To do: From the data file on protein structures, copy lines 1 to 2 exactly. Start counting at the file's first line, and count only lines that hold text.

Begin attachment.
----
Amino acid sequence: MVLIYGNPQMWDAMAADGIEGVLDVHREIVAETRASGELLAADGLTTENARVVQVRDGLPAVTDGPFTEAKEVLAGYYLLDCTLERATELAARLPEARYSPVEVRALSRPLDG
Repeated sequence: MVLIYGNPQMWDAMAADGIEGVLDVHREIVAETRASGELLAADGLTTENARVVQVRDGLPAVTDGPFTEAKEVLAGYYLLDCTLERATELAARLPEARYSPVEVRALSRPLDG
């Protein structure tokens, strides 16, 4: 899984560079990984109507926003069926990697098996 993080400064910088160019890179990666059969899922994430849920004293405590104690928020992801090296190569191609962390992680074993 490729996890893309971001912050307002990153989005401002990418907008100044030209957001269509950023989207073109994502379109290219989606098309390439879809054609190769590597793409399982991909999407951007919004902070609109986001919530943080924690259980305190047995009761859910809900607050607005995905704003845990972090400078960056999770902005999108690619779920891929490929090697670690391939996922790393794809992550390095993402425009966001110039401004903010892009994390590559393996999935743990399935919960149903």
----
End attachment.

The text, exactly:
Amino acid sequence: MVLIYGNPQMWDAMAADGIEGVLDVHREIVAETRASGELLAADGLTTENARVVQVRDGLPAVTDGPFTEAKEVLAGYYLLDCTLERATELAARLPEARYSPVEVRALSRPLDG
Repeated sequence: MVLIYGNPQMWDAMAADGIEGVLDVHREIVAETRASGELLAADGLTTENARVVQVRDGLPAVTDGPFTEAKEVLAGYYLLDCTLERATELAARLPEARYSPVEVRALSRPLDG